Intruders reach controls at Quebec hydro stations
Quebec’s power grid showed its vulnerability after journalists from CBC’s Radio-Canada penetrated deep into one of Hydro-Qubec’s hydroelectricity generating stations early this year.
In a program broadcast on CBC Radio on February 15, journalist Christian Latreille and his crew drove a kilometre into a tunnel in the immense Robert Bourassa plant in remote James Bay. Carrying cameras to verify the event, the intruders entered the station’s platform with its 16 turbines and were even able to approach the control panels.
The station generates over 5,500 MW which it supplies to Quebec and the northeastern U.S. “We could have cut power to 1.2 million Quebecers,” Latreille was reported to say.
The journalists also managed to get into the Manic -05 plant on the Manicouagan River north of the St. Lawrence River without encountering any security officers.
The provincial government has expressed surprise that the security measures at the utility were so lax. Immediately after the broadcast — which Hydro Qubec tried to prevent by a failed court injunction — the utility quickly moved to tighten security. Within days it arranged to post security guards on duty 24/7 at all generating stations of more than 100 MW and at all 735-kV transmission substations. The utility also suspended all public visits and tours.
In a press release, Andr Caill, president and CEO of Hydro-Qubec, said, “We admit there were serious shortcomings, especially in terms of access control. Such a situation is unacceptable.”
A vehicle to speak by
Researchers at Simon Fraser University’s Telematics Research Laboratory have built an advanced mobile emergency communications vehicle.
The prototype vehicle is capable of rapidly deploying in remote regions of B.C. and Alberta in the wake of forest fires, floods and other disasters.
The need for such a unit with satellite communications became evident during the forest fires in B.C. during the summer of 2003. Telephone lines and radio repeaters were destroyed by fires, with the result that some communities became totally isolated. With a loss of electrical power, the problems were compounded.
The prototype SFU vehicle is equipped with a 20-kW diesel generator and carries a raft of high-tech equipment that includes terrestial and satellite systems. It has a remote camera, a 30 foot telescopic mast, audio amplifiers and speakers, GPS and GIS software, scanners, fax machines, etc. Peter Anderson, director of the research laboratory, led the project.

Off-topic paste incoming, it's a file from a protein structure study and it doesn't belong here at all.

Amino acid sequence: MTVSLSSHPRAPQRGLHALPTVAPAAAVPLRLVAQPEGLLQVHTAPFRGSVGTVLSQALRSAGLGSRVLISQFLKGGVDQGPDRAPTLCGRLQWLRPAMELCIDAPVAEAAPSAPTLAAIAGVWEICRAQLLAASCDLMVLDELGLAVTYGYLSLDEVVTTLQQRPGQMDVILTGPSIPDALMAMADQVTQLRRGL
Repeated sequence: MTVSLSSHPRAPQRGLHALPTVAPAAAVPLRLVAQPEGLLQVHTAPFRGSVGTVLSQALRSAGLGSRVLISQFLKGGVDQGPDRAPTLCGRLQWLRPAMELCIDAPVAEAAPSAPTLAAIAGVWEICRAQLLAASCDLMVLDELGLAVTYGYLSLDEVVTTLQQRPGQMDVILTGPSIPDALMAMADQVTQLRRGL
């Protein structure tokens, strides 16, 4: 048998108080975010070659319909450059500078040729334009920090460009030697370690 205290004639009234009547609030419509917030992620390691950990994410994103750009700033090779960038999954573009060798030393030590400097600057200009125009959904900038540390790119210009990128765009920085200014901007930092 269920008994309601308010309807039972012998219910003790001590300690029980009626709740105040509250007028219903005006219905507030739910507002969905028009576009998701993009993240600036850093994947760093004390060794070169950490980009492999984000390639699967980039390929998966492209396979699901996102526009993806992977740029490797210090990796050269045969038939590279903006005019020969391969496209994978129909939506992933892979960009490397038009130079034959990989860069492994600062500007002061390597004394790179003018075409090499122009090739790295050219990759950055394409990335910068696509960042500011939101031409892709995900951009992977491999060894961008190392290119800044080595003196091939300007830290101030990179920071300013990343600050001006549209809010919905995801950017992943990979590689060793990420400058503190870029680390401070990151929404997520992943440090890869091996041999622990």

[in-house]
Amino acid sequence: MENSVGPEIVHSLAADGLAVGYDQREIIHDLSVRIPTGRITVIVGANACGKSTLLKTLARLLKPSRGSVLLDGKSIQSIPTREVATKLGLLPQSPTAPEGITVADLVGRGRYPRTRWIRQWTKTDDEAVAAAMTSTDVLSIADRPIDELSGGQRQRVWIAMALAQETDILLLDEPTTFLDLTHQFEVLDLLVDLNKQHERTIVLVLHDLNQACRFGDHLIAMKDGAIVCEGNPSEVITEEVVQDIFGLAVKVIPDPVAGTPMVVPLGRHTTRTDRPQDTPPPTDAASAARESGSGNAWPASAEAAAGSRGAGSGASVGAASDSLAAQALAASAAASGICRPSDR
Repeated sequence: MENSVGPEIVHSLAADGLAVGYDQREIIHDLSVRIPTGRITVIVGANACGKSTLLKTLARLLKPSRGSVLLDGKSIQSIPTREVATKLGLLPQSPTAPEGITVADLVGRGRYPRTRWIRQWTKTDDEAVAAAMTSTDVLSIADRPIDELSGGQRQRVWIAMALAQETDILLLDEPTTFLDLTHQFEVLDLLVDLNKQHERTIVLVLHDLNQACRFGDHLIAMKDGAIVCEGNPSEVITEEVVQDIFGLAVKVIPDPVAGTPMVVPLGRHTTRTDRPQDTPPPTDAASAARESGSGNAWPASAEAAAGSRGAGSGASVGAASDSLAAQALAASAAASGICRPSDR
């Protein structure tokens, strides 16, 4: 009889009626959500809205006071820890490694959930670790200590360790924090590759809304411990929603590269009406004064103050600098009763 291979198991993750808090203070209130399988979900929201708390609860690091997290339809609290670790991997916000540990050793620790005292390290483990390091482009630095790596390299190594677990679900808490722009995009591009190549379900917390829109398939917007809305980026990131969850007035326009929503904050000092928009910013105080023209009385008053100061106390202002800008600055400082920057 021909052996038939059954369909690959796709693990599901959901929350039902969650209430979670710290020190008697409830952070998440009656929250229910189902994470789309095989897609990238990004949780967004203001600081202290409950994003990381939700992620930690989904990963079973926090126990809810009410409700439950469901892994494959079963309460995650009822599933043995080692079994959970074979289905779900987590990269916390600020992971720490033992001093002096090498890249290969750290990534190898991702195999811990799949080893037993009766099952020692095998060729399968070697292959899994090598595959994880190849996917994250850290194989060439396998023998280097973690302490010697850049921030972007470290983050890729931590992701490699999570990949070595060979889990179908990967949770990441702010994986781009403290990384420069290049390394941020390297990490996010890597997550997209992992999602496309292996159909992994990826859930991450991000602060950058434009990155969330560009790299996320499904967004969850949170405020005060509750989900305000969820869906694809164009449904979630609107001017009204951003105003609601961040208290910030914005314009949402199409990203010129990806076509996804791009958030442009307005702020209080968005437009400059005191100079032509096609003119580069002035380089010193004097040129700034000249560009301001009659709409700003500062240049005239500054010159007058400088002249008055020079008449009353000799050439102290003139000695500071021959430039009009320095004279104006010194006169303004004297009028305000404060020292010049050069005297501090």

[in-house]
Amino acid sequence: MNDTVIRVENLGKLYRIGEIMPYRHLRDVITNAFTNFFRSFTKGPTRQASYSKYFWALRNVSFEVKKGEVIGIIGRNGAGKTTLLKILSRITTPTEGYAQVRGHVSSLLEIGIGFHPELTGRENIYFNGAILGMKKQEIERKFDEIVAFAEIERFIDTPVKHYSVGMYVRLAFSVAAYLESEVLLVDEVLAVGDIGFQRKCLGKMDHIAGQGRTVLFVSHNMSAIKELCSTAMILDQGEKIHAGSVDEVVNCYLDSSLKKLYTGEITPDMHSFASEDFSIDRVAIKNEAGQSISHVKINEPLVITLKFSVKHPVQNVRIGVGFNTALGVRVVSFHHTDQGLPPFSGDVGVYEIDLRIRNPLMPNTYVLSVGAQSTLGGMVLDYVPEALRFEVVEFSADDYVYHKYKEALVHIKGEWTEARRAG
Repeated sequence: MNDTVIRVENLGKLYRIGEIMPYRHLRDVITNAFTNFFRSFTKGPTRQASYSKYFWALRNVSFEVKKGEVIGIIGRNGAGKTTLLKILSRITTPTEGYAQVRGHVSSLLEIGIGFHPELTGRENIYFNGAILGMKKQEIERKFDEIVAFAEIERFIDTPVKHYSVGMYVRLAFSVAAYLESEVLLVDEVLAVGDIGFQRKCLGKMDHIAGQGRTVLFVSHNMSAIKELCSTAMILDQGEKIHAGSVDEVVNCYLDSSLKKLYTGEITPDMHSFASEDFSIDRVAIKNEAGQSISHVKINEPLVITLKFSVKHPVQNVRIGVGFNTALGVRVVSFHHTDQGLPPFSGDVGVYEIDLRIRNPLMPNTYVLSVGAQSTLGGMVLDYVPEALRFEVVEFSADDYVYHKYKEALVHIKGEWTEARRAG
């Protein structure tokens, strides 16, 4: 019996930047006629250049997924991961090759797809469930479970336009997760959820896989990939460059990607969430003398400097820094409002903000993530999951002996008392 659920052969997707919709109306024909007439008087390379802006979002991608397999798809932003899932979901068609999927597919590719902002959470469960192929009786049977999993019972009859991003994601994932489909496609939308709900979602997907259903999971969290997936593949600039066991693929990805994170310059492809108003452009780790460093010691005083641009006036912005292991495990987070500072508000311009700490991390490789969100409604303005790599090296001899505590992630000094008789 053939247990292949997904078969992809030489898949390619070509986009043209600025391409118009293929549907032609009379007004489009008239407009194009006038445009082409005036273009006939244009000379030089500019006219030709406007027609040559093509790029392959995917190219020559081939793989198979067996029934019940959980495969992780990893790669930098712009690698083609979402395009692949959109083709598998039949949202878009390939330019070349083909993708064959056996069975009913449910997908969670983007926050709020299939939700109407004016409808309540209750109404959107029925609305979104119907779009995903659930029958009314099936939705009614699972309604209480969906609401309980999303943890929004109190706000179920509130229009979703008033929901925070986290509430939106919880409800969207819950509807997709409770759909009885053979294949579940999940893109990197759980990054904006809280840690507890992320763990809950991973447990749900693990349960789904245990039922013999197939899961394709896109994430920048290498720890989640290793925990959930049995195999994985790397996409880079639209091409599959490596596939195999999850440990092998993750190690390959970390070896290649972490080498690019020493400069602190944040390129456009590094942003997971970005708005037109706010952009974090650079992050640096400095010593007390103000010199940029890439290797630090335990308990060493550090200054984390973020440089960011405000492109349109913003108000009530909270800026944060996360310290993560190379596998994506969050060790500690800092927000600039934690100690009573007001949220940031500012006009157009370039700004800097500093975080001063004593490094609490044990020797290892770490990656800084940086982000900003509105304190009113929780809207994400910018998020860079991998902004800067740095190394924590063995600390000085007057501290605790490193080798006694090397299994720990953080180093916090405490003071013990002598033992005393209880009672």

Quebec moves to regulate security industry
Quebec’s National Assembly has been presented with a Bill to regulate private security practices. Draft Bill 88, Law on Private Security, was presented for first reading in December. It would cover, among other things, electronic security systems and security consultant services, guard services, monitoring, goods and sites protection. The legislation would also set up a Private Security Bureau, which would issue permits and process complaints.
The Quebec Chapter of CANASA, the Canadian Security Association, has issued a statement saying it is pleased with the draft law. However, together with the Quebec Construction Commission, CANASA would like to negotiate and adapt some of the regulations to the reality of the industry. Among the provisions they would like to see added are for emergency call systems to be controlled by public-private partnerships.
Protecting water works
The American Water Works Association, Water Environment Association and American Society of Civil Engineers are writing interim voluntary guidance documents to help make water and wastewater facilities less vulnerable to terrorism attacks.
The documents, entitled the “Interim Voluntary Security Guidance for Water Utilities,” and the “Interim Voluntary Security Guidance for Wastewater/Stormwater Utilities,” are due to be published in late 2006. www.wef.org
ULC standard for access systems
Underwriters Laboratories Canada will publish its first standard for Electronic Access Control Systems this summer.
Formulated by a working group under the direction of the Royal Canadian Mounted Police, the ULC S319 standard includes minimum requirements for the construction, performance and operation of access control systems, as well as of related equipment including biometrics.
A continental approach
During a meeting in Texas this spring, U.S. President George Bush, Mexico President Vicente Fox and Canadian Prime Minister Paul Martin agreed to work together to tighten border security around the whole of North America. They discussed enhanced maritime, port and aviation security as well as a common approach to protecting critical infrastructure.
The Canadian Security Association, CANASA, has introduced a Certified Security Project Manager program. The program involves courses and examinations in areas such as project management, financing, contracting and codes.
Careful who hears
A Los Angeles security consulting firm proved how easy it is to hack into “always-on” mobile personal computer devices. Simply by standing within range of people using PCDs, hackers have gained access to address books and e-mails. The LA consultants attended the Oscar Awards in Hollywood in February. They stood around by the barricades watching the stars arrive and managed to “sniff” out data from about 100 phones carried by actors, producers and publicists.